Who’s in your Top Ten? – LP demands push decile rankings
Deciles and quartiles have been around for a long time and have been used to rank everything from hereditary traits …
“You can’t eat IRR.” Many PE investors have read or heard this phrase somewhere. And as will be demonstrated below, IRR truly is a terrible measure of PE performance. This fact, combined with the fund managers’ ability to shop for the best statistically weak vintage year benchmarks with small sample sizes from many vendors which can allow over 60% of funds to claim top quartile status, and, the ability to further increase chances of these peak performance measure by adjusting the vintage year by a year forward or back, provide compelling arguments to come up with something much better NOW.
But this is not new. Leading MBA finance text books dedicate entire chapters to the shortcomings of the IRR measure in general (1) and academics specializing in PE performance measurement have made powerful arguments warning investors about the possible biases in any IRR-based performance assessment (2).
Still, investors continue to rely on this performance measure and one wonders why they are doing so. One of the reasons may be that we know that (in theory) IRR can be biased, but, UNTIL NOW, there is little evidence as to how substantial this bias really is. This study provides such evidence and the results are somewhat frightening. In collaboration with the PE Observatory at HEC Paris, we have been able to leverage a unique set of data on PE performance for over 5000 realized investments and 422 private equity funds to assess the magnitude of the IRR bias across a large and diversified sample of investments and funds.
Based on an assessment of the exact timing and amount of cash flows for each of these deals, we have been able to compare results from the standard IRR method to those of a simple but vastly superior performance measure, the Annualized Rate of Return (see box), which is calculated based on an investment’s total return multiple and its duration.
We have performed these calculations at the deal-level for 5038 realized PE deals made of the past three decades in Europe and North America (3). These deals had an average (median) IRR of 32% (28%) and an average (median) total return multiple or 3,4 (2,3). The average (median) duration of these deals is 3,9 (3,5) years (4). Drawn from a sample of realized investments made by established PE houses, these average performance values are not representative for the entire industry and indicate an upward biased sample. However this data is perfectly suitable to assess the magnitude of distortions attributable to the IRR method.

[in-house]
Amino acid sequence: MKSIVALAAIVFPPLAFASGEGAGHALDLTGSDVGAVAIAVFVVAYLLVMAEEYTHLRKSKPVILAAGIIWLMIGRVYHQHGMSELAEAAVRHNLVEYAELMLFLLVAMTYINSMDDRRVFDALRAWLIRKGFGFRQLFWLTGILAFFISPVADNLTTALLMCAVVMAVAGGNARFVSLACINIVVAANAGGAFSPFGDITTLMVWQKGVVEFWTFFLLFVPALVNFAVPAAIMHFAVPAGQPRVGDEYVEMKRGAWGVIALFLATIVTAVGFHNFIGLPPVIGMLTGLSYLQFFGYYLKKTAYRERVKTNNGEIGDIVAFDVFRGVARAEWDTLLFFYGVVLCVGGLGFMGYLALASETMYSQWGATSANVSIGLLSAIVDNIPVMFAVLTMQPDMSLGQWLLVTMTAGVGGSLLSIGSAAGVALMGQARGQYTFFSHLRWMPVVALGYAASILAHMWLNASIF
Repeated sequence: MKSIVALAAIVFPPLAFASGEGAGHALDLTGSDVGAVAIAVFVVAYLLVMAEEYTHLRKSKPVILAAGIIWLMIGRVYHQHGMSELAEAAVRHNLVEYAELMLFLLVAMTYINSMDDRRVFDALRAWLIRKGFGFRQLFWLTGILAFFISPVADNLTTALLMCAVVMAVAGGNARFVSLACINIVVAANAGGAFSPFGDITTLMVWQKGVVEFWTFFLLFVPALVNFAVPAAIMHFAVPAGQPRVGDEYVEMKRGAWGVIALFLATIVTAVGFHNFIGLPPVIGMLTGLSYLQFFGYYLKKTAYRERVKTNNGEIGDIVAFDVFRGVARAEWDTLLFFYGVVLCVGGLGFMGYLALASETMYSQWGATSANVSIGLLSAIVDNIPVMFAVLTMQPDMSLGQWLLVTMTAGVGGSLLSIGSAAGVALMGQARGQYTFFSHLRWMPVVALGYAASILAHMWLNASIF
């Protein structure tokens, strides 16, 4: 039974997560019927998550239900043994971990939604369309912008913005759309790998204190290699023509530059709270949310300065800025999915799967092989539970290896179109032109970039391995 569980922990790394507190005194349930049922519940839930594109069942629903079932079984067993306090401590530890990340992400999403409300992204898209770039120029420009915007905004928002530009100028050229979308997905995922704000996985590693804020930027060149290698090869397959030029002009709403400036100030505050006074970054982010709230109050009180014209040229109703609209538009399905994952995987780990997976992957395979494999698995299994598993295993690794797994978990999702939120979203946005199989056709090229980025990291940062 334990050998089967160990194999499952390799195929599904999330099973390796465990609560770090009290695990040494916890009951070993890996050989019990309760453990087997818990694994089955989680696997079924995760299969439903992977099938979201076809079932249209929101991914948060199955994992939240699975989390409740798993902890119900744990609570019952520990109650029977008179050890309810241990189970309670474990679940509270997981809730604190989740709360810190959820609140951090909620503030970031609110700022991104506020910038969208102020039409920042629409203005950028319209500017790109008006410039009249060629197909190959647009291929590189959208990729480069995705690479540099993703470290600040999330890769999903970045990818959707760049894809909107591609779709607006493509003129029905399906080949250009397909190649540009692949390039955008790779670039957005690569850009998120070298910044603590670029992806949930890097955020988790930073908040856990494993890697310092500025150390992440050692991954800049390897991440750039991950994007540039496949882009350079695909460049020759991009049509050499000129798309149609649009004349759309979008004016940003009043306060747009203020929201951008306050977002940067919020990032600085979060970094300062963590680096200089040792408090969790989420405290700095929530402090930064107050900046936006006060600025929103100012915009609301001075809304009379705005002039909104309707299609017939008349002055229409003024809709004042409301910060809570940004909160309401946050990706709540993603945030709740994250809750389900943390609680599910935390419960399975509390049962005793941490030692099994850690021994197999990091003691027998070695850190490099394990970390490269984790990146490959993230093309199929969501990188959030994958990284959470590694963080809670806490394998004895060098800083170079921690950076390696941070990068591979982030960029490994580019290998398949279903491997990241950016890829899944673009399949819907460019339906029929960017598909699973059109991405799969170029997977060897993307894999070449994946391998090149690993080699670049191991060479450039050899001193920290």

Comparing IRR and Annualized Rate of Return for the 5038 deals, we find that in 12,8% of this sample, the IRR measure deviates by more than 10% (in relative terms) from the more accurate Annualized Rate of Return measure. This implies that whenever you see a quoted deal IRR of, say 30%, there is a chance of one to eight that the real performance (based on the Annualized Rate of Return) is greater than 33% or less than 27%. Not exactly a negligible problem. For 3,7% of the deal sample (still 186 real-world investments), the distortion even exceeds ¼ of the stated IRR.
It is further interesting to observe that the IRR bias can go either way, as IRR may be above or below the Annualized Rate of Return. However we find that given the typical cash flow patterns in PE, it is much more common to find an upward bias. For 75% of the 645 deals with an IRR bias of greater than 10%, this bias was upward, creating an average upward bias of these 645 deals of +12% (in relative terms) over their actual performance as measured by the Annualized Rate of Return.
We shift our focus from deal-level performance measurement to fund-level performance measures. As the streams of cash flows for PE funds are generally longer and more irregular than for those of single investments, one would expect the distortions of the IRR performance measure to be even greater at the fund level. To verify this expectation empirically, we analyzed fund-level cash flows for 422 PE funds in our database. All these funds have made at least 10 (realized or unrealized) investments and we consider the final net-asset-values for the unrealized deals as a final cash flow.